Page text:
It was a must-have accessory of the 1970s, which could be carried in the back of one’s trouser or skirt pocket, its handle preferably jutting out for all to see. Better still, it would be stuck in the hair itself and displayed like an ornament.
I’m talking of course about the afro comb, as much a symbol of pride as the afro itself, liberating black hair from costly visits to the hair dresser to help create a natural look favoured by political icons and pop stars alike.
A new exhibition attempts to capture the era from the point of view of those who lived through it as part of a wider look at the amazing 6,000 year history of the afro comb.
Hosted by the Bruce Castle Museum in Tottenham in collaboration with Cambridge University, it displays a range of combs in all their glorious variety – from cheap and cheerful plastic to those made of sleek wood, as well as some exquisitely designed combs from history that you’d proud to have on your front room shelf.
Alongside a photo of himself sporting a mini ‘fro, Tottenham MP David Lammy recalls a popular ‘pick’ of his childhood that had green and red folding handles and lethal metal teeth. “It would bring tears to my eyes as I sat cross legged on floor while my mum deftly crafted my Michael Jackson style afro and my brothers looked on anxiously waiting their turn,” he says.
Elsewhere we are told that metal afro combs were often confiscated by police as offensive weapons, just one aspect of the demonisation of black youngsters during the dark days of the stop and search laws known as ‘sus’.
The exhibition, part of a much larger display currently running at Cambridge University’s Fitzwilliam Museum, charts the history of African hair combs, which pre-date Ancient Egypt and were made of a variety of materials, including brass, bone, ivory, bamboo and wood.
Combs had a cultural as well as practical significance. For example, among the Akan of Ghana they were traditionally given as a declaration of love or as a marriage gift, hence their depictions of feminine beauty or fertility.
Recent excavations in the US and the Caribbean reveal that African slaves continued to use afro combs, as much a link to their past as it was a part of their grooming.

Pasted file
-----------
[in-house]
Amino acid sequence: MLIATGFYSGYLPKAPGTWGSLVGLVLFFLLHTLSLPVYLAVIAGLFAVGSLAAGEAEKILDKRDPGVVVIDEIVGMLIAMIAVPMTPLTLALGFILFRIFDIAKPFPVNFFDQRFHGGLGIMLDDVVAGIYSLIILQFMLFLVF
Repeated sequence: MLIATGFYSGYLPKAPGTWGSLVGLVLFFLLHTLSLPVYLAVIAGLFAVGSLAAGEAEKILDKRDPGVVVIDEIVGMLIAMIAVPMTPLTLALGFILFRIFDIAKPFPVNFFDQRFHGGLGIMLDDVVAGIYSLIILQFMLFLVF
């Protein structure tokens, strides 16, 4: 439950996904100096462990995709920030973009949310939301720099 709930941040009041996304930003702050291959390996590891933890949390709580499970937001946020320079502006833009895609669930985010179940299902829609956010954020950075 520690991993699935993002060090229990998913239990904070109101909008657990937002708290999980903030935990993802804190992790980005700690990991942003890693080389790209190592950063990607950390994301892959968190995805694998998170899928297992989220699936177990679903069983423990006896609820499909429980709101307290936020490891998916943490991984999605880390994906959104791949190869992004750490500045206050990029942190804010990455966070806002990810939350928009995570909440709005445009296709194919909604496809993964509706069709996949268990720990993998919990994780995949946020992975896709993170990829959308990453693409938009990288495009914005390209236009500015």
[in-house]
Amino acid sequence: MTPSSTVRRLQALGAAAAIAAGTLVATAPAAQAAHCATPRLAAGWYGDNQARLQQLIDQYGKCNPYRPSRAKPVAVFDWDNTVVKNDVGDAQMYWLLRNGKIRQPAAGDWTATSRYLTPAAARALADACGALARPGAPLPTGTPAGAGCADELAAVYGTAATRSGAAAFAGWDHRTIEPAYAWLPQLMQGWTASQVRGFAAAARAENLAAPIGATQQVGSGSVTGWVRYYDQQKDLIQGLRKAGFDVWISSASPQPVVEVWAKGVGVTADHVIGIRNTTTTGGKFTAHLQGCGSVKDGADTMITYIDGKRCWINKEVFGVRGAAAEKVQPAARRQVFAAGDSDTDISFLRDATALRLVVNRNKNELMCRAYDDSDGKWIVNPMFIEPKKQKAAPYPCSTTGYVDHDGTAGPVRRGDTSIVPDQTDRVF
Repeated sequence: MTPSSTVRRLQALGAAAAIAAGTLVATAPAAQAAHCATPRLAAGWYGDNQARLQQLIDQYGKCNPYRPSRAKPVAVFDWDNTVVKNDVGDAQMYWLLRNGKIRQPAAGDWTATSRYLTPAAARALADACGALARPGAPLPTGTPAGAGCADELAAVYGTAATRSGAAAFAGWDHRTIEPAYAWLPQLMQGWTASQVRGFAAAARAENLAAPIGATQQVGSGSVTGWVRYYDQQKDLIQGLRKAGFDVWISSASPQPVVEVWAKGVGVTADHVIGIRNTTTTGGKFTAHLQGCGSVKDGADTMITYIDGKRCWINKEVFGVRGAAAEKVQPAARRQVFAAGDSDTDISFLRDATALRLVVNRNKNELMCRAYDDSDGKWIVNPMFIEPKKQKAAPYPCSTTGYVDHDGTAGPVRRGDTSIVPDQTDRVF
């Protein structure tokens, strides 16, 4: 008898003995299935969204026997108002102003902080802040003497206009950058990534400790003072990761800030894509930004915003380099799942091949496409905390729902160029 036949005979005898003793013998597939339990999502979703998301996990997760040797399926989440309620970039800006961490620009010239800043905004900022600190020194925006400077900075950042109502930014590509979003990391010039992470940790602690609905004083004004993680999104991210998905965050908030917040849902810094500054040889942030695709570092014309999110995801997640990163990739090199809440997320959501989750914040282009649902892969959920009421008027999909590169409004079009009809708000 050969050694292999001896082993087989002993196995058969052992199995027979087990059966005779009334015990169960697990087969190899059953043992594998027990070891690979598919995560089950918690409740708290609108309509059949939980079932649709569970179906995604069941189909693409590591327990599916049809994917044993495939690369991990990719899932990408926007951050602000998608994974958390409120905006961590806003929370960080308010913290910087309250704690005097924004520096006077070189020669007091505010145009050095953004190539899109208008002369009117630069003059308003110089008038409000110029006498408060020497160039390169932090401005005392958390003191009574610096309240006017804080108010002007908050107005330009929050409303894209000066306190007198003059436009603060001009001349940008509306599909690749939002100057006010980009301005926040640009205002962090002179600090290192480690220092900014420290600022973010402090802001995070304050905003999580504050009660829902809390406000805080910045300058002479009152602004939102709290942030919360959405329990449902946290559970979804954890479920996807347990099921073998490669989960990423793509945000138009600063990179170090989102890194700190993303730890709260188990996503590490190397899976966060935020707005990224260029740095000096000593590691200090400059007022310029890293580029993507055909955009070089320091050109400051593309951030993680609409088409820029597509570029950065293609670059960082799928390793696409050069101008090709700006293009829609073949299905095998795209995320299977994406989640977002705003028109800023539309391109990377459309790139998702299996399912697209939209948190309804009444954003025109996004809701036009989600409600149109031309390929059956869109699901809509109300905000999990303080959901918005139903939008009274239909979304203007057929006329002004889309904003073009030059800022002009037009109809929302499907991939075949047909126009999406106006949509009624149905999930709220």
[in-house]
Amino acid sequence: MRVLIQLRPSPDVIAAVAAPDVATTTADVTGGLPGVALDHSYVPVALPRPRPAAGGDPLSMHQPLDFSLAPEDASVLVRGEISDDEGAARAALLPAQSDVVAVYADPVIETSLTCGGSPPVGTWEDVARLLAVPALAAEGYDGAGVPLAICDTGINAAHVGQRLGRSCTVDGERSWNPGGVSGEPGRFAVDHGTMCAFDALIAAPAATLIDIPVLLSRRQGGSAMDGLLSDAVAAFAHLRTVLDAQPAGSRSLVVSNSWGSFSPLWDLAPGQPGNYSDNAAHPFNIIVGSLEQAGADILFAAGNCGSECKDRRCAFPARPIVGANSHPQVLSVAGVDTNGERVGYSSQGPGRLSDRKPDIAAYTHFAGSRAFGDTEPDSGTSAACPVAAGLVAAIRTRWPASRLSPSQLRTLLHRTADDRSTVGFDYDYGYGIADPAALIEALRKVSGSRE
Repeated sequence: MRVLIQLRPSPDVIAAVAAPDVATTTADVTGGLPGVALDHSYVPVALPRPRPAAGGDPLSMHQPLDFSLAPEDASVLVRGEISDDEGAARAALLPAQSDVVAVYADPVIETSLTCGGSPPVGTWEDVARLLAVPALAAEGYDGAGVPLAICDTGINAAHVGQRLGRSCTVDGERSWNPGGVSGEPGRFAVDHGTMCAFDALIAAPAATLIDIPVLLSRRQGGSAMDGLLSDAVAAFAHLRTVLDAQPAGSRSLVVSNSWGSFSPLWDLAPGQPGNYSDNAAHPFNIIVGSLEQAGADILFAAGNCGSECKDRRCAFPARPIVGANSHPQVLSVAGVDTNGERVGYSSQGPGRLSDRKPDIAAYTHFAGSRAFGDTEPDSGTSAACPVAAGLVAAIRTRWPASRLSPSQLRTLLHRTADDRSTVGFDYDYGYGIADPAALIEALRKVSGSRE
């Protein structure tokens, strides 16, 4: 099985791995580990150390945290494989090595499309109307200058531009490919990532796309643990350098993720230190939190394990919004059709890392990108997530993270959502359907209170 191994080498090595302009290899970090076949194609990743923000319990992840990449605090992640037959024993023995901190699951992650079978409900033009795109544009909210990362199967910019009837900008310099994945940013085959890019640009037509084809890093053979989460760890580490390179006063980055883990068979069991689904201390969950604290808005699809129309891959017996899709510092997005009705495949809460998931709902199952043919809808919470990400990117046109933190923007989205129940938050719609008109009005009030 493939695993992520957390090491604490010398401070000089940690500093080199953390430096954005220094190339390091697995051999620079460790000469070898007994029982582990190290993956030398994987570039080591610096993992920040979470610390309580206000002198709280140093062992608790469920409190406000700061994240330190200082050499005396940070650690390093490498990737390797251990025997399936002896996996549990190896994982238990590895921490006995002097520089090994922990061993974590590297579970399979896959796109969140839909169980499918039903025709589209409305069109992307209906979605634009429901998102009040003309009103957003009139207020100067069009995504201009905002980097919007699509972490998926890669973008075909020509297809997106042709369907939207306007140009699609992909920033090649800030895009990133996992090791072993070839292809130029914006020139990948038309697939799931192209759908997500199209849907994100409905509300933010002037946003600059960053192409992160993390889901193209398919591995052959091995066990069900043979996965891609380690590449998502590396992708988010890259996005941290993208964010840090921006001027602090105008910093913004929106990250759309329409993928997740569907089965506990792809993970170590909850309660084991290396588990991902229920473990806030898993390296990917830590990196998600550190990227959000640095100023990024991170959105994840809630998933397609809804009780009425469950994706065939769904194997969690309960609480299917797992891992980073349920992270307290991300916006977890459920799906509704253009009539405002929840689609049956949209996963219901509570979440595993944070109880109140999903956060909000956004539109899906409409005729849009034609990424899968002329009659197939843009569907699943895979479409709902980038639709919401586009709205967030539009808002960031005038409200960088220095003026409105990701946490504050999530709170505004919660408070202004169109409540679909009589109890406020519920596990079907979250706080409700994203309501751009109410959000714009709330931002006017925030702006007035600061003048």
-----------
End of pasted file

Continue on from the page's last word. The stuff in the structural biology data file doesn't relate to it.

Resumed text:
The comb dramatically took on a life of its own with the emergence of the afro during the Black Power Movement of the 1960s. Up until then, the fashion for hair straightened with hot tongs and chemicals had given rise to a multi billion dollar black hair industry, ‘nappy’ hair being frowned upon, especially in women.
The afro, forever associated with the radical campaigner Angela Davis, became a powerful expression of ‘black is beautiful’.
Early on it was difficult to buy the comb in Britain. The writer and Wood Green resident Mike Phillips remembers the excitement he felt when he came across them en masse during a visit to New York in 1971, noticing that it was the fashion for boys to bury their combs in the back of their afros, adding to their height.
“I had to have one,” he says. “The one I bought had metal teeth and seemed to glitter like treasure. Whenever I think of my ‘pick’, I remember being young and cool, gleaming with shiny hair [and] swaggering down the sidewalks. Great days.”
The arrival of hair shop Dyke and Dryden in Tottenham in the 1960s, Britain’s first black-owned multi-million pound business, helped create a mass market for afro combs after it teamed up with a Nigerian company to exclusively distribute them.
Among its best sellers was one bearing a clenched black fist on its handle in reference to the Black Power salute made by Tommie Smith and John Carlos at the 1968 Olympics. Others might bear carved motifs of the map of Africa or traditional male and female heads.
Bruce Castle Museum is keen for local people to become actively involved in the exhibition. “We want as many residents as possible to share their afro comb stories with us… so we can put our local community at the heart of the museum’s work,” said Cllr Richard Watson, cabinet member for communities for Haringey council, which runs the museum.
Any stories – and images – will be published online and also become part of a new archive on the afro comb being developed by the Fitzwilliam Museum.
The counter cultural moment of the afro burned bright for a few years before giving way to the chemicals-laden Jheri curl. But it has staged a small come back and is now one of the many natural styles that continue to challenge the fashion for straight hair. You can still buy afro combs but they are no longer as widespread as before and tend to be strictly utilitarian. For originality and beauty you have to go back to the source, Africa.
Main picture shows Ashanti hair-comb from early-20th-century Ghana, Museum of Archaeology and Anthropology/Article first published in Camden Review, October 24 2013